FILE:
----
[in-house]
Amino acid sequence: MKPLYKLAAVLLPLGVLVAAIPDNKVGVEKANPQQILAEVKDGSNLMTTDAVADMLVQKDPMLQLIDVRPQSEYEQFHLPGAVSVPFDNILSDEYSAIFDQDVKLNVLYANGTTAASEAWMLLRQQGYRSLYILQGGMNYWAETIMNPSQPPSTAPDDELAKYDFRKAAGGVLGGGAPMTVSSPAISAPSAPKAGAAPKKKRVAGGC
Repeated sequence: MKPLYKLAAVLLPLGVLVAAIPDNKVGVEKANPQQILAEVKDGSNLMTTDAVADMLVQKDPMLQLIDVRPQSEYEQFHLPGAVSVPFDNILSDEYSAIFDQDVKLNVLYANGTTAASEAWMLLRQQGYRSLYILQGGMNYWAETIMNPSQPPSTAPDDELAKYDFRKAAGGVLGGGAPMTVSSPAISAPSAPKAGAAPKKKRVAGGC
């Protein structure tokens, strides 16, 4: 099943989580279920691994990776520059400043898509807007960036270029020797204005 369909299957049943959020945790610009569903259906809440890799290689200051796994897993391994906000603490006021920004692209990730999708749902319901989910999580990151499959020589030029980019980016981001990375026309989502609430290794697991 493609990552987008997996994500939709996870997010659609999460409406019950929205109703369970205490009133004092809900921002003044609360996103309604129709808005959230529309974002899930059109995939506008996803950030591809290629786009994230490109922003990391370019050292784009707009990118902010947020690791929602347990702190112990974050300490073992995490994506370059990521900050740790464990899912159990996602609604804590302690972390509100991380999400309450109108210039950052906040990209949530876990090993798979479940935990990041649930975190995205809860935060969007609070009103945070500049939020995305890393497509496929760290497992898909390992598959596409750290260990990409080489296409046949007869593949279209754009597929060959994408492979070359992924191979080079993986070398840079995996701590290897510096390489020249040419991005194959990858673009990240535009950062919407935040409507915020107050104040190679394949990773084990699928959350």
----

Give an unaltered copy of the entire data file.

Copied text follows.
[in-house]
Amino acid sequence: MKPLYKLAAVLLPLGVLVAAIPDNKVGVEKANPQQILAEVKDGSNLMTTDAVADMLVQKDPMLQLIDVRPQSEYEQFHLPGAVSVPFDNILSDEYSAIFDQDVKLNVLYANGTTAASEAWMLLRQQGYRSLYILQGGMNYWAETIMNPSQPPSTAPDDELAKYDFRKAAGGVLGGGAPMTVSSPAISAPSAPKAGAAPKKKRVAGGC
Repeated sequence: MKPLYKLAAVLLPLGVLVAAIPDNKVGVEKANPQQILAEVKDGSNLMTTDAVADMLVQKDPMLQLIDVRPQSEYEQFHLPGAVSVPFDNILSDEYSAIFDQDVKLNVLYANGTTAASEAWMLLRQQGYRSLYILQGGMNYWAETIMNPSQPPSTAPDDELAKYDFRKAAGGVLGGGAPMTVSSPAISAPSAPKAGAAPKKKRVAGGC
């Protein structure tokens, strides 16, 4: 099943989580279920691994990776520059400043898509807007960036270029020797204005 369909299957049943959020945790610009569903259906809440890799290689200051796994897993391994906000603490006021920004692209990730999708749902319901989910999580990151499959020589030029980019980016981001990375026309989502609430290794697991 493609990552987008997996994500939709996870997010659609999460409406019950929205109703369970205490009133004092809900921002003044609360996103309604129709808005959230529309974002899930059109995939506008996803950030591809290629786009994230490109922003990391370019050292784009707009990118902010947020690791929602347990702190112990974050300490073992995490994506370059990521900050740790464990899912159990996602609604804590302690972390509100991380999400309450109108210039950052906040990209949530876990090993798979479940935990990041649930975190995205809860935060969007609070009103945070500049939020995305890393497509496929760290497992898909390992598959596409750290260990990409080489296409046949007869593949279209754009597929060959994408492979070359992924191979080079993986070398840079995996701590290897510096390489020249040419991005194959990858673009990240535009950062919407935040409507915020107050104040190679394949990773084990699928959350």